Author : Duncan Shields, Staff Writer

There are trillions of them and they fly in layers.

The larger ones at the top interlock together during mating season, puzzle-piece continents drifting above us. The whalescoops dive down to feed on the krillsparrows below them. Turtlehawks and wolflocusts prey on rabbitdoves and deergulls. Hummingbird piranhas flit and nip at the turkey squids, producing dark puffs of ink-cloud pollen.

Insects, plants, mammals, reptiles and unclassifiable combinations of the four. All flying. The inhabitants of this planet’s entire ecosystem are airborne and they never land because there is no land, only dark, sterile ocean thousands of miles below.

Small birds roost and nest on the bigger ones. There’s a hierarchy food and waste chain based on altitude, gravity pulling leftovers down through each layer, filtering evolution. The huge ray gliders drift through schools of brilliant parrot squirrels bursting with colour. The entire world is a continually shifting miasma of hues and sound.

At night, they glow. Flourescing horse pelicans trailing long tails of feather lights. Firefly minnow finches exploding with colour en masse looking for mates. Peacock trout cry out as they display fireworks of neon-shimmering leaves along their spines. Jellyfish Condors drip glowing willow-tree stingers to attract the mothgrouse. Deep-sky angler dragons trail ribbon-like through the lower atmosphere, dangling their lures like intelligent flares. Eel geese honk in giant arrow formations, stripes running across their bodies in synchronized communication. And the fissures underneath the massive air-island floaters above us glow with algae all colours of the rainbow.

I cannot see the ocean below or the sky above. I am a scientist and my name was Walter. My research mission ended six years ago but I elected to stay. There are skytribes here. I researched them and befriended them. Their name is birdsong that I have painstakingly learned to reproduce with my whistling.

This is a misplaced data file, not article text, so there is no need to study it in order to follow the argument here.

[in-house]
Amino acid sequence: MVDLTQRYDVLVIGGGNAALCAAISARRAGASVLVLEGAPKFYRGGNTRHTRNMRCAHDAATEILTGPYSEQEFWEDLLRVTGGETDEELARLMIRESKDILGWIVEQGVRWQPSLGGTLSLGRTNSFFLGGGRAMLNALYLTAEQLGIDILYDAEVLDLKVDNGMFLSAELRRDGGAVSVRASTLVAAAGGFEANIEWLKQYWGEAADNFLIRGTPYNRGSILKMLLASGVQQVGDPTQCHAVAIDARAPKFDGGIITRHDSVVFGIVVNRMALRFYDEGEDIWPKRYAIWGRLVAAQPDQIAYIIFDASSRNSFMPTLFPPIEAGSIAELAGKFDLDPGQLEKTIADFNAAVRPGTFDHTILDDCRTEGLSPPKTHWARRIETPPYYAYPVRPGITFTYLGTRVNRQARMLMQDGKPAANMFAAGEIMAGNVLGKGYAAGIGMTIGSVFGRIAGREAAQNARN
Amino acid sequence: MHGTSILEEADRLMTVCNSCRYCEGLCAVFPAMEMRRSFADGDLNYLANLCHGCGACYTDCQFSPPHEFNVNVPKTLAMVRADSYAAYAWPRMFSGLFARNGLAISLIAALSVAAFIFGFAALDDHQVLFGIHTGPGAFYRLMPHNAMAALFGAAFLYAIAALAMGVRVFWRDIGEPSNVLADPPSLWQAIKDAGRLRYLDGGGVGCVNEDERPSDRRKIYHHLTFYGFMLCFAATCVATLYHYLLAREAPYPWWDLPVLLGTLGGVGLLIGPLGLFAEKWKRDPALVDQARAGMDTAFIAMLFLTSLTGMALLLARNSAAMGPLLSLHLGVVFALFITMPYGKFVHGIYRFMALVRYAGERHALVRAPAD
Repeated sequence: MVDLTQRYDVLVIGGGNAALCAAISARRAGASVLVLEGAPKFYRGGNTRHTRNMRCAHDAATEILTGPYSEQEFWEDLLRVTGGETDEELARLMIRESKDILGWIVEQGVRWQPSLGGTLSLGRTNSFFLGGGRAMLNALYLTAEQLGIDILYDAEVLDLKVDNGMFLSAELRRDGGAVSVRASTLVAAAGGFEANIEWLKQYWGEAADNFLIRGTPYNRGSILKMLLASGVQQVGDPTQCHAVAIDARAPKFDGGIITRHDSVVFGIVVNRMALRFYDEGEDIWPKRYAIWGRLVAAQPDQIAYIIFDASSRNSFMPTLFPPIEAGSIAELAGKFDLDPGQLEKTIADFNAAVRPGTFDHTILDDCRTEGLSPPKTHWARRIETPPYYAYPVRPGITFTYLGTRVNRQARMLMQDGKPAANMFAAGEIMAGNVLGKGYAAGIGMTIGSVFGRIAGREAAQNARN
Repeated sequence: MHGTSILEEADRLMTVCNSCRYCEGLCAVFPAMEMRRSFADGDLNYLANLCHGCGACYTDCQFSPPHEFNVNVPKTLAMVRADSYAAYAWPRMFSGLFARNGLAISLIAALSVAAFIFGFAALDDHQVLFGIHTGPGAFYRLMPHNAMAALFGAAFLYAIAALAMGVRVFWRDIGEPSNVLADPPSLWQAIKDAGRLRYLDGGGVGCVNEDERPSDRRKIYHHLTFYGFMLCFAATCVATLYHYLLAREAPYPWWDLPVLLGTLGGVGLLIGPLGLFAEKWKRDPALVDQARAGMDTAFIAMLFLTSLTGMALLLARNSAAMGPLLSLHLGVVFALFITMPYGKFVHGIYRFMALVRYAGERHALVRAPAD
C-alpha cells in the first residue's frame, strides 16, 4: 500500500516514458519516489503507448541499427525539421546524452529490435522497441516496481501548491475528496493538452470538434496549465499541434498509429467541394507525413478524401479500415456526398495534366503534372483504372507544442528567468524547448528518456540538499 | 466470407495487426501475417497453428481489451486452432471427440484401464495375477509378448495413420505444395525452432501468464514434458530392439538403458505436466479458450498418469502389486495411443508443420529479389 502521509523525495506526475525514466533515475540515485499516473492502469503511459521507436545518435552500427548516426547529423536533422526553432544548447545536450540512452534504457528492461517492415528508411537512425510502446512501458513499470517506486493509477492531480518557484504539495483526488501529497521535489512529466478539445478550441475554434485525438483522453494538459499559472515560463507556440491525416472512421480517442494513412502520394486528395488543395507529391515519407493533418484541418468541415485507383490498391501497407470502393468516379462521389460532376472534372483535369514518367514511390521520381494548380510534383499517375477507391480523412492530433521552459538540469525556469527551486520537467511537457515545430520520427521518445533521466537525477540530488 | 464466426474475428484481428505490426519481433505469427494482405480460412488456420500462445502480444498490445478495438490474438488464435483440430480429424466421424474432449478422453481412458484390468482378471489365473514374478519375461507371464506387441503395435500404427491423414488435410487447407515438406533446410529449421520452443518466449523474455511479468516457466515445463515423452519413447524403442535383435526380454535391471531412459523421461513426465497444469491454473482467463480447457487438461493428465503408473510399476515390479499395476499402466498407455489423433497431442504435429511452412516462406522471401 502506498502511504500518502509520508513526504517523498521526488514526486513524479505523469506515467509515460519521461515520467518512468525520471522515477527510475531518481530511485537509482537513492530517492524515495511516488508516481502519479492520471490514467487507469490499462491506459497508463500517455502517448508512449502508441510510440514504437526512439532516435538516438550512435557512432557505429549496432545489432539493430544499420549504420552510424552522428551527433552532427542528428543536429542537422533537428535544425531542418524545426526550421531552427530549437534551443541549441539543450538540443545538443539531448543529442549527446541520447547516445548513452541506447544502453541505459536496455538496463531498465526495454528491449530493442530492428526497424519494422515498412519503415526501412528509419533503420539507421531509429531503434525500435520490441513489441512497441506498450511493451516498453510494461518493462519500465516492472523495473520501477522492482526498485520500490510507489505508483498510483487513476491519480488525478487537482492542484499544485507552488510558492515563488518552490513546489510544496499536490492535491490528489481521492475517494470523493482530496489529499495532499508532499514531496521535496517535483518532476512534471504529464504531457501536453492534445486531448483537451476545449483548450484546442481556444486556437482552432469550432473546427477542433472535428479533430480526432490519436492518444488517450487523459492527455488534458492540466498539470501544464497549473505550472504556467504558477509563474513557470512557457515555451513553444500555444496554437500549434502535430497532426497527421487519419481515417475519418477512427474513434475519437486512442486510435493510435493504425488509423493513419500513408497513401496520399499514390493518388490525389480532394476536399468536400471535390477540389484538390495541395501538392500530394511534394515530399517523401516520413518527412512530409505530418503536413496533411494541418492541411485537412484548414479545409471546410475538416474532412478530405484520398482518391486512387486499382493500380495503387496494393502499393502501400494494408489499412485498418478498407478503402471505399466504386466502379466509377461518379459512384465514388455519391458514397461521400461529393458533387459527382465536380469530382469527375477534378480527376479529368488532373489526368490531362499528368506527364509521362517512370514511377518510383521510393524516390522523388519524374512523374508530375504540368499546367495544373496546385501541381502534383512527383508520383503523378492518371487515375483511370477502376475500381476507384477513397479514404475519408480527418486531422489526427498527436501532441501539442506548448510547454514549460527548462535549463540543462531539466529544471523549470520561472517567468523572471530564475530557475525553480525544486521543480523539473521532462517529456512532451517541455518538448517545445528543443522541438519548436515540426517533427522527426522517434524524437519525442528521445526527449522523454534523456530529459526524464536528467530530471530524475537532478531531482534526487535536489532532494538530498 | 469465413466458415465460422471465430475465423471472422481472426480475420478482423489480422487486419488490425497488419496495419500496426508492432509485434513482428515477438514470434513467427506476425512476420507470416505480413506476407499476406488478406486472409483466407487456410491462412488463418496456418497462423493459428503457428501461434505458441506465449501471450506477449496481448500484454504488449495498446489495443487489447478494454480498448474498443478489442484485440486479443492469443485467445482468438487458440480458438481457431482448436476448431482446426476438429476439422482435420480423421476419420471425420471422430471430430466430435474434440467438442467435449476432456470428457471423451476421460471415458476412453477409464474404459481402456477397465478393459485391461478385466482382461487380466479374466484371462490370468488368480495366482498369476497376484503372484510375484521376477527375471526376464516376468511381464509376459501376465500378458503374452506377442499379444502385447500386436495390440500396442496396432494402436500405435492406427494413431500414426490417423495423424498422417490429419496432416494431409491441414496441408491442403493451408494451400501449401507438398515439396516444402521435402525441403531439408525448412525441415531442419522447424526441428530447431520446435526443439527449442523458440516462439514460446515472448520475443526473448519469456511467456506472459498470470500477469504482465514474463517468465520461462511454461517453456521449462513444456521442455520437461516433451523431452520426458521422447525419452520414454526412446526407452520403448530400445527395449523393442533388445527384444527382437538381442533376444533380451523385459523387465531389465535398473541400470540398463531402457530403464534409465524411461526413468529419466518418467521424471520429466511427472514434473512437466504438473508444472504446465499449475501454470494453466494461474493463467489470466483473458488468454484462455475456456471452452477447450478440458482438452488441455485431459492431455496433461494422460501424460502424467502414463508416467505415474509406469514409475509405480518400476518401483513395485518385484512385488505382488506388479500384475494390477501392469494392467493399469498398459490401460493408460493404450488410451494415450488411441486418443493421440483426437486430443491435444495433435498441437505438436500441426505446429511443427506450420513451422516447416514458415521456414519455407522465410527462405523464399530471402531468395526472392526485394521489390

My research helped classify them as a non-threatening, level-four primitive civilization. Tagged for quarantine non-involvement until such time as they develop the technology to explore space.

Personally, I see them as stalling at a sweet spot in their evolution that needs no improvement. There has been little to no change in them in millions of years, much like crocodiles or barracudas back on Earth.

I theorized that they started as a symbiotic relationship, remora-like with larger birds. Eventually, they started steering the birds to the best food. In time, that control made the remoras dominant and the larger birds the underlings. The remoras had to band together in schooltribes to hunt. Communities formed. Societies followed.

They have insect-like iridescent chitin armour skin. They reproduce by back spores seasonally like dandelion seeds. They hatch from eggs and go through larval stages in huge tadpole flocks. They mature into their final three stages as warm-blooded and gradient from male to female to genderless over their lives.

I’ve named the second-stage one next to me Rebecah. Her legs blend and clutch with the neck of her mount perfectly, forming the illusion of a swantaur. Her mane ripples out behind her.

She looks over at me with smile that I saw as terrifying years ago with all those eyes and beak teeth but I see as endearing now.

My mount is a ravenshark. My body is smeared with the fluorescent paint needed to mock Rebecah’s chitin skin. I have proven myself to them. They are fascinated by my ability to hold onto my male ‘stage’ for longer than usual. I have entered into their oral tribal history.

Rebecah screams the hunt scream and raises her spear. I copy her and we both dive. The hunt is on.

I live here now.

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